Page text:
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Witnesses - 14134_174
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Sample DD Form 453, Subpoena - 14134_176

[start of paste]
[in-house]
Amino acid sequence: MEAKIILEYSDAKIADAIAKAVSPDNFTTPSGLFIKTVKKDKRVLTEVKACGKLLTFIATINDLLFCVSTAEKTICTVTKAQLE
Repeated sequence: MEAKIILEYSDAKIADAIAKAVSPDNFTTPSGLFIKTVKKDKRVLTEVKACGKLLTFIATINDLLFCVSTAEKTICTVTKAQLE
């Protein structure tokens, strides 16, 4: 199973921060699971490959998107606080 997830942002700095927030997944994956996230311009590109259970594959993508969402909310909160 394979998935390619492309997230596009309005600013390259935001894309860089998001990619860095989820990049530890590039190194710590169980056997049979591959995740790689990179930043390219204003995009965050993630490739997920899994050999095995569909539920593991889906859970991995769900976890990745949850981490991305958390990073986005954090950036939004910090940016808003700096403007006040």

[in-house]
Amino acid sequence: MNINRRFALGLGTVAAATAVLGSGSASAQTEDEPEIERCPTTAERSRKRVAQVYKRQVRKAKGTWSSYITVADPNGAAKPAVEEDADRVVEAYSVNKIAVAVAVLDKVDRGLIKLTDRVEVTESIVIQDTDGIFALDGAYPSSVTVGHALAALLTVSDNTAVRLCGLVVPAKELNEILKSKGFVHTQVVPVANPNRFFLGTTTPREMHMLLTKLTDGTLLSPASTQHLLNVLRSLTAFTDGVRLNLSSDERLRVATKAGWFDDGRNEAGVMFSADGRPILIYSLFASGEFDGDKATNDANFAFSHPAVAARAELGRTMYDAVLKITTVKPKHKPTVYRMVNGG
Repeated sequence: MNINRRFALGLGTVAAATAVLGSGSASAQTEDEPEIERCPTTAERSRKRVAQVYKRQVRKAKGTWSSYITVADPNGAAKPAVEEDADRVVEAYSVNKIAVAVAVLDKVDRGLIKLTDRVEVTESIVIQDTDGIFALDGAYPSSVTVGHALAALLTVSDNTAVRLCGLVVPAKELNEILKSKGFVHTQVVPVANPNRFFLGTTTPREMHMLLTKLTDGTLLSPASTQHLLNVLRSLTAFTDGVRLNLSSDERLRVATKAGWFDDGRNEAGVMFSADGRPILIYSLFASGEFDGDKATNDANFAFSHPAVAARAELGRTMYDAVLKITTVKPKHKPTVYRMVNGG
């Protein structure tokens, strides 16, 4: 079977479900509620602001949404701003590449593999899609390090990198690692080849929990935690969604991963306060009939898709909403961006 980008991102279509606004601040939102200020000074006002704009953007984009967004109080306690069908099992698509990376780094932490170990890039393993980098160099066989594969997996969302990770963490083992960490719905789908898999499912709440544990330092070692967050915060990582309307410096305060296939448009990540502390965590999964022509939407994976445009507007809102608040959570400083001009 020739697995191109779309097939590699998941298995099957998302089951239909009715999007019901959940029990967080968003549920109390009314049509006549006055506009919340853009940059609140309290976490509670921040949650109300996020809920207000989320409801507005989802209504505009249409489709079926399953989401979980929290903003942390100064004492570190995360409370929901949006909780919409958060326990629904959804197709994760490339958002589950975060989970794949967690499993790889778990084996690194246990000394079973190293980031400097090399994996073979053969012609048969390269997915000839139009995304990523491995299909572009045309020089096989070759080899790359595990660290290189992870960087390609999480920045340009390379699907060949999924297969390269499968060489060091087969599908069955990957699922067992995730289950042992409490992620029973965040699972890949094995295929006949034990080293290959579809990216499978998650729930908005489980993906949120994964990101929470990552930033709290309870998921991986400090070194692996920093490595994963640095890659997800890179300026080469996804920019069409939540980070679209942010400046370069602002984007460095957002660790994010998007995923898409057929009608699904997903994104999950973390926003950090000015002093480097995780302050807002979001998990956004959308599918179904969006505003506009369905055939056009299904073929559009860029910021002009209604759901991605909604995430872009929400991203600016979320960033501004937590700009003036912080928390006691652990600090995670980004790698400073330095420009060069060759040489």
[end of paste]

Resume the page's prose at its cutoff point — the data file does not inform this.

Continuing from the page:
It is a violation of Article 92, UCMJ, for a military witness to refuse to appear at trial after having received a lawful order to do so. CIVILIAN   WITNESSES.—   Like  a  military witness, a civilian witness can be given an order to attend  a  court-martial.  This  order  is  called  a  subpoena. Technically, this subpoena is from the President of the United  States  to  the  witness.  The  TC  of  a  court-martial is authorized to issue a subpoena, in the President’s name, to any civilian who is a material witness and is within any part of the United States, its territories, or its possessions.  The  subpoena  is  prepared  in  duplicate  on DD Form 453. Figure 6-15 is an example of a properly prepared  subpoena.   Instructions for completion of the form are contained on the form itself. The subpoena is not necessary if the witness appears voluntarily  at  no  expense  to  the  United  States.  Civilian employees  of  the  Department  of  Defense  may  be directed  by  appropriate  authorities  to  appear  as witnesses  in  courts-martial  as  an  incident  of  their employment.  Appropriate  travel  orders  may  be  issued for this purpose. A subpoena may not be used to compel a civilian to travel outside the United States and its territories. A witness must be subject to United States jurisdiction  to  be  subject  to  a  subpoena.  Foreign nationals  in  a  foreign  country  are  not  subject  to  a subpoena. Their presence may be obtained through cooperation of the host nation. Warrant   of   Attachment.—   A  warrant  of attachment may be necessary to compel a witness to appear. It may, however, be issued only upon probable cause to believe that the witness was duly served with a properly issued subpoena, that appropriate fees and mileage were tendered to the witness, that the witness is material, that the witness refused or willingly neglected to  appear  at  the  time  and  place  specified  on  the subpoena,  and  that  no  valid  excuse  reasonably  appears for the witness’ failure to appear. All documents in support of the warrant are attached, together with the charge  sheet  and  convening  order. Travel  Order.—   Civilian  witnesses  who  are employees  of  the  Department  of  Defense  may  be directed to appear as a witness in a court-martial as an incident of their employment. If so, appropriate orders may be issued for that purpose. See figure 6-16. The travel order must accompany the service of the subpoena in one original and two copies. Payments.—  In processing a payment to a civilian witness,  you  will  have  to  maintain  close  coordination with  the  disbursing  office.  While  disbursing  personnel are  responsible  for  computing  and  paying  travel  money to witnesses, the witness may look to you, as an LN, to make sure he or she is properly paid. You may have to assist the witness in filling out his or her claim for travel pay and fees and assemble all the necessary paper work before sending the witness to disbursing for payment. Therefore, if it becomes apparent that you will have a witness to be paid, you should make sure you have had advance contact with disbursing and administrative personnel to know what paper work they require to be sure smooth payments are made when a witness presents his or her claim. Messing  and  Berthing.—  You  should  make advance  arrangements  for  a  witness  needing  messing and berthing. A military witness is normally berthed in the bachelor enlisted quarters (BEQ) or bachelor officer quarters (BOQ), as appropriate. A civilian witness may be berthed in the BOQ or in civilian facilities at his or her own expense, if available. If possible, you should contact a civilian witness in advance to determine his or her  desire  concerning  messing  and  berthing. Subpoenas A subpoena is a court order requiring a person to testify in either a civil or criminal case as a witness. As an LN, you may be required to be sure military personnel are served properly with subpoenas and they understand when and if they are entitled to reimbursement. ON BEHALF OF THE FEDERAL GOVERN- MENT.— Where  Department  of  the  Navy  interests  are involved  and  departmental  personnel  are  required  to testify for the Navy, the Bureau of Naval Personnel (BUPERS)  or  Commandant  of  the  Marine  Corps (CMC) will direct the command to which the witness is attached to issue TAD orders. Costs of such orders are borne by the command. In the event Department of the Navy  interests  are  not  involved,  the  Navy  will  be reimbursed by the concerned federal agency. ON   BEHALF   OF   THE   ACCUSED   IN FEDERAL  COURT.—  When  naval  personnel  are served  with  a  subpoena  and  appropriate  fees  and mileage   are   tendered,   COs   should   issue   no-cost permissive  orders  unless  the  public  interest  would  be seriously prejudiced by the member’s absence from the command.  In  those  cases  where  fees  and  mileage  are not  tendered  as  required  by  the  Federal  Rules  of Criminal Procedure, but the person subpoenaed still desires  to permissive individual attend,  the  CO  is  authorized  to  issue orders at no cost to the government. The should be advised that an agreement to 6-23

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